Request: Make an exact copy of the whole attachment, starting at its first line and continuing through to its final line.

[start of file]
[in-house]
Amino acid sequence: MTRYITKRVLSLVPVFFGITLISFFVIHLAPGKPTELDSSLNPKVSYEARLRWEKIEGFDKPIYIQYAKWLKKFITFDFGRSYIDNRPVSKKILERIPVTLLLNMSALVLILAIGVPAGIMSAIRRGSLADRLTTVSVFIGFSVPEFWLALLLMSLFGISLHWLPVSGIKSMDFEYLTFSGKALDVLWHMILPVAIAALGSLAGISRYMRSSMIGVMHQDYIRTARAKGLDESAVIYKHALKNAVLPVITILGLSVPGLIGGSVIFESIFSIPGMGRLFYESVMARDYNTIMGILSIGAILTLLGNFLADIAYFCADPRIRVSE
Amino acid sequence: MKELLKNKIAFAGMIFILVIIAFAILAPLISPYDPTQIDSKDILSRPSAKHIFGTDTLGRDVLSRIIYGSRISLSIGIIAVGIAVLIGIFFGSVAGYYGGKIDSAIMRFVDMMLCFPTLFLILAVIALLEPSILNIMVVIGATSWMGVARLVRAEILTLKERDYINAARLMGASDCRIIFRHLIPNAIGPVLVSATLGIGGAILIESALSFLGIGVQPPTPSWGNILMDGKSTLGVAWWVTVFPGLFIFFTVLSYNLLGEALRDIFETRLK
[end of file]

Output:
[in-house]
Amino acid sequence: MTRYITKRVLSLVPVFFGITLISFFVIHLAPGKPTELDSSLNPKVSYEARLRWEKIEGFDKPIYIQYAKWLKKFITFDFGRSYIDNRPVSKKILERIPVTLLLNMSALVLILAIGVPAGIMSAIRRGSLADRLTTVSVFIGFSVPEFWLALLLMSLFGISLHWLPVSGIKSMDFEYLTFSGKALDVLWHMILPVAIAALGSLAGISRYMRSSMIGVMHQDYIRTARAKGLDESAVIYKHALKNAVLPVITILGLSVPGLIGGSVIFESIFSIPGMGRLFYESVMARDYNTIMGILSIGAILTLLGNFLADIAYFCADPRIRVSE
Amino acid sequence: MKELLKNKIAFAGMIFILVIIAFAILAPLISPYDPTQIDSKDILSRPSAKHIFGTDTLGRDVLSRIIYGSRISLSIGIIAVGIAVLIGIFFGSVAGYYGGKIDSAIMRFVDMMLCFPTLFLILAVIALLEPSILNIMVVIGATSWMGVARLVRAEILTLKERDYINAARLMGASDCRIIFRHLIPNAIGPVLVSATLGIGGAILIESALSFLGIGVQPPTPSWGNILMDGKSTLGVAWWVTVFPGLFIFFTVLSYNLLGEALRDIFETRLK